As my lack of motivation to help others progressed, I understood why that resentful and full-of-complaints character had fallen into the trap of thinking himself as an unsung savior of the world. Maybe in the past, he was like me saving others not only with his actions but also with is innocent (in his own opinion) advice. Maybe after years of sincerely advising them, he forgot the difference between advocating and complaining. And then the circumstances would have pushed his complaining behavior into resentment and, later, in laziness.
And now, the person was a world savior only in his own eyes while others knew only the toxicity.
This realization was hard. I couldn’t compare myself with that man. Do I really appear that bad?
Me: But I did this and that for others.
Realization: That person also has served the world in the past.
Me: I have their best interests at heart.
Realization: You had their best interests at heart. Like he once had.
Me: But I tried my best.
Realization: He also thinks so.
Me: I don’t want to be like him. What should I do?
Realization: Understand that opposite of realization is resentment.
Me: Now, I know what I have to do.
I thought I knew what I need to do to get my previous positive self back. I had to develop gratitude. It was easy enough.
Only until I figured that I had all that feelings of gratitude that I needed. I was able to appreciate the service, support and love others were providing me.
Yet I was bitter. Something was amiss.
One day, when I had chosen happiness as the leading emotion of my day, I accidentally uttered praise for my mother. That simple sentence had not much value for my mother (although my lips rarely praised others) but it left me with enhanced happiness than my choice for happiness had ever brought to me.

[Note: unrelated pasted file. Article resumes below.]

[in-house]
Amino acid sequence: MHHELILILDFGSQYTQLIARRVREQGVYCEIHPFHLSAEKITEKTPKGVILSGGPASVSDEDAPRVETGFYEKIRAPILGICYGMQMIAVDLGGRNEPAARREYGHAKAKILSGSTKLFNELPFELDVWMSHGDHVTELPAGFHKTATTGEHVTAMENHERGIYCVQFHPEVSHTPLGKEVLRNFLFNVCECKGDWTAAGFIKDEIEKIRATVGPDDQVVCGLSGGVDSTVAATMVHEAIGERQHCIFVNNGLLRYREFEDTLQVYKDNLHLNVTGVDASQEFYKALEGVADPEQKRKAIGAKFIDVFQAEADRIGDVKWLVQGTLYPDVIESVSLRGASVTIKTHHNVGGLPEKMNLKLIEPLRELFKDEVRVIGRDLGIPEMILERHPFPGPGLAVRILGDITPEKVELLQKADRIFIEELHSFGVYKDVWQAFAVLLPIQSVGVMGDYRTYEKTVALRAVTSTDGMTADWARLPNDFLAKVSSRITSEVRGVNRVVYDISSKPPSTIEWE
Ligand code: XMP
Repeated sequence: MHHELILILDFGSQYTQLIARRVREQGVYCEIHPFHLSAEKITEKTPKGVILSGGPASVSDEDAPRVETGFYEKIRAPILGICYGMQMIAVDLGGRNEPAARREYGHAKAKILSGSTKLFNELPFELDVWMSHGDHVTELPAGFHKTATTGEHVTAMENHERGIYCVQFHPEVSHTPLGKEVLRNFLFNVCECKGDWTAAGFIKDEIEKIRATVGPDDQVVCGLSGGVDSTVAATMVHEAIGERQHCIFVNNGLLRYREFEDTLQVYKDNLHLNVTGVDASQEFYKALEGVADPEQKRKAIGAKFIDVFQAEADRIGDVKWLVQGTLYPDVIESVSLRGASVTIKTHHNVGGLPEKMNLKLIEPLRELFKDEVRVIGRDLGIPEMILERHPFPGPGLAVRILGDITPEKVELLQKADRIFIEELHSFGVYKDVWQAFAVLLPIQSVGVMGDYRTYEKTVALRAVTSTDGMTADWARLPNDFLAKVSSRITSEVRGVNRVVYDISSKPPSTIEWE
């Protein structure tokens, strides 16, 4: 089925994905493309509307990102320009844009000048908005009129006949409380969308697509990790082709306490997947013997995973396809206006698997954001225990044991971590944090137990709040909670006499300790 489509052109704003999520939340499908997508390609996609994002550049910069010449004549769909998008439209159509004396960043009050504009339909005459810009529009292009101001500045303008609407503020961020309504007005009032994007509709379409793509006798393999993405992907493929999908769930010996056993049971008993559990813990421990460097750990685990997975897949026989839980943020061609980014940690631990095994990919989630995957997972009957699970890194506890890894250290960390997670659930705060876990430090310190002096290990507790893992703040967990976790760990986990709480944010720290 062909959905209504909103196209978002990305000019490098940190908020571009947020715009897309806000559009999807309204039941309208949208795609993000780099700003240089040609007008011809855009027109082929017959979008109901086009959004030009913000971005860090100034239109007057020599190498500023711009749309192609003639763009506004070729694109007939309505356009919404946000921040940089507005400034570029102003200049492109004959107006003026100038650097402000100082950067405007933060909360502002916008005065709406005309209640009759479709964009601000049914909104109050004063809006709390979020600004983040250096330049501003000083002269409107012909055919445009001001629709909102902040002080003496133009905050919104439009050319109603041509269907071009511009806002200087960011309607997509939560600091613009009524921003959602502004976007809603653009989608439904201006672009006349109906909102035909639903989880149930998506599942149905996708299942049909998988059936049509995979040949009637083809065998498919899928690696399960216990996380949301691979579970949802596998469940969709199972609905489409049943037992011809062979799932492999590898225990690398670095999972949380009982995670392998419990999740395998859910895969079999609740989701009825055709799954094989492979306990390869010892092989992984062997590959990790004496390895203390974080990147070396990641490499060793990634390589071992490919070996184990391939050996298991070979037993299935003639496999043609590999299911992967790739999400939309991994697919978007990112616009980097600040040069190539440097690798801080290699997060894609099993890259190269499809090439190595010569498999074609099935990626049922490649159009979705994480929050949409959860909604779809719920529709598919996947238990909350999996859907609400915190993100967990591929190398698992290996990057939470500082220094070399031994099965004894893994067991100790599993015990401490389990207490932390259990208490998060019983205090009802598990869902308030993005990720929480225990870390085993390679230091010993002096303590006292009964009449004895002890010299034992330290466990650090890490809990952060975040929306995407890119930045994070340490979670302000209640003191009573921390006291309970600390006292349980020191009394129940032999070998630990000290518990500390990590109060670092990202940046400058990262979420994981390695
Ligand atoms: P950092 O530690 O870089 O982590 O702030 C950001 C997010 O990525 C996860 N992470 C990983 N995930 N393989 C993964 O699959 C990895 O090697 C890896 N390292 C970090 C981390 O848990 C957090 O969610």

And surprisingly, no negative phrase wanted to come out of my mouth that day. It was a great achievement: no negative phrase for complete eighteen hours that were left to go!
I knew the spell of that appreciative sentence would wear off soon. So, I didn’t depend on a single spell. I uttered another the next day and another and another. Now, people identified me with y thankful nature.
Breaking the Chain of Resentment
But I was not happy yet. Sweet language is just a part of the overall happiness of a person. To be completely happy, I needed content heart, calm mind, and cooperative support network. Although the gratitude I expressed now formed part of my thoughts, I could not ignore the reality appeared in the form of disrespect people showed towards my desires and wants.
Complaining had failed me.
Inactivity killed my thoughts.
The only tool which was left in my toolbox was calm congruence.
There must be some reason that people are not respecting my boundaries when they respect others’. What was it?
It was that I was taking the pressure they were putting on me. First, I let them get away with it by cleaning their mess. Lately, I encouraged their behavior by complaining and showing aggression. Instead of insisting upon my request, I diverted their attention first to my service then to my behavior.
Now I had to let them fuss on my request only.
Whenever someone is violating my boundaries, I told myself, ‘I have to politely tell them to stop. I will tell them what I want from them and will insist that they comply with the request.’
The trick worked most of the time, and in times when it didn’t work, I reminded them my status as an individual by not righting their wrong for them. Yet, there were exceptions which I had to tolerate.
‘It’s okay; we are humans. But at least try to consider boundaries.’
Once I established my healthy boundaries and lowered my expectations from people (which were not very high from the beginning), I felt that I have enough positive energy to forward to other people.
Redefinition of boundaries was key to managing my anger and calm congruence allowed me to create as much distance as possible between me and my negative emotions.
So, I practiced both skills. And received multiplied happiness, gratitude and liberation in return.